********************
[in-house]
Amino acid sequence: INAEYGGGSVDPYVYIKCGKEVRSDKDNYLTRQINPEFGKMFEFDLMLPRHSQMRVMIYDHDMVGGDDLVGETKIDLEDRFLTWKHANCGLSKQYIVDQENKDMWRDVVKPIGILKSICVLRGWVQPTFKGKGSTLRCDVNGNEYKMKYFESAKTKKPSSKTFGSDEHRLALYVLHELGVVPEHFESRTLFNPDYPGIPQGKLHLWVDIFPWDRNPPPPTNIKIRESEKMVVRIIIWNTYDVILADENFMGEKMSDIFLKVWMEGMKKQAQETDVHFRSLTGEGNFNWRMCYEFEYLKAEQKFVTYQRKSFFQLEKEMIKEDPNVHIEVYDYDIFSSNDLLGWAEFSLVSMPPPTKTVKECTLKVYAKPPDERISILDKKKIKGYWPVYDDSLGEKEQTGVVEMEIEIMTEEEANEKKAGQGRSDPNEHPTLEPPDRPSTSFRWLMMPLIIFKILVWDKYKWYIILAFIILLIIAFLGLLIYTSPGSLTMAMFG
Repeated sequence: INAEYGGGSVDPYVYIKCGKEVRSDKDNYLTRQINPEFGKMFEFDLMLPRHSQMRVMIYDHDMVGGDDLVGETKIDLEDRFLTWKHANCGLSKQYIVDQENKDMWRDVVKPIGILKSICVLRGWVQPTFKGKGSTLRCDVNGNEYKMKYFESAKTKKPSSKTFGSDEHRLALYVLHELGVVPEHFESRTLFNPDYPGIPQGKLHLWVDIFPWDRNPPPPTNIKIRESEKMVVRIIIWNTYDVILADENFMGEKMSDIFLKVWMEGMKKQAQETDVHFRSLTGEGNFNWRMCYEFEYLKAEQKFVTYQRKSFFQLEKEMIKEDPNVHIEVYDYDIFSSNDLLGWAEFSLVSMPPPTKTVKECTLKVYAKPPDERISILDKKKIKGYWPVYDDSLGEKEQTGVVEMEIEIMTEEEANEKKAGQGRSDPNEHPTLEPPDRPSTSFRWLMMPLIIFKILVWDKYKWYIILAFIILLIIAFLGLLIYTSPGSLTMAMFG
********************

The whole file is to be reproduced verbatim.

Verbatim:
[in-house]
Amino acid sequence: INAEYGGGSVDPYVYIKCGKEVRSDKDNYLTRQINPEFGKMFEFDLMLPRHSQMRVMIYDHDMVGGDDLVGETKIDLEDRFLTWKHANCGLSKQYIVDQENKDMWRDVVKPIGILKSICVLRGWVQPTFKGKGSTLRCDVNGNEYKMKYFESAKTKKPSSKTFGSDEHRLALYVLHELGVVPEHFESRTLFNPDYPGIPQGKLHLWVDIFPWDRNPPPPTNIKIRESEKMVVRIIIWNTYDVILADENFMGEKMSDIFLKVWMEGMKKQAQETDVHFRSLTGEGNFNWRMCYEFEYLKAEQKFVTYQRKSFFQLEKEMIKEDPNVHIEVYDYDIFSSNDLLGWAEFSLVSMPPPTKTVKECTLKVYAKPPDERISILDKKKIKGYWPVYDDSLGEKEQTGVVEMEIEIMTEEEANEKKAGQGRSDPNEHPTLEPPDRPSTSFRWLMMPLIIFKILVWDKYKWYIILAFIILLIIAFLGLLIYTSPGSLTMAMFG
Repeated sequence: INAEYGGGSVDPYVYIKCGKEVRSDKDNYLTRQINPEFGKMFEFDLMLPRHSQMRVMIYDHDMVGGDDLVGETKIDLEDRFLTWKHANCGLSKQYIVDQENKDMWRDVVKPIGILKSICVLRGWVQPTFKGKGSTLRCDVNGNEYKMKYFESAKTKKPSSKTFGSDEHRLALYVLHELGVVPEHFESRTLFNPDYPGIPQGKLHLWVDIFPWDRNPPPPTNIKIRESEKMVVRIIIWNTYDVILADENFMGEKMSDIFLKVWMEGMKKQAQETDVHFRSLTGEGNFNWRMCYEFEYLKAEQKFVTYQRKSFFQLEKEMIKEDPNVHIEVYDYDIFSSNDLLGWAEFSLVSMPPPTKTVKECTLKVYAKPPDERISILDKKKIKGYWPVYDDSLGEKEQTGVVEMEIEIMTEEEANEKKAGQGRSDPNEHPTLEPPDRPSTSFRWLMMPLIIFKILVWDKYKWYIILAFIILLIIAFLGLLIYTSPGSLTMAMFG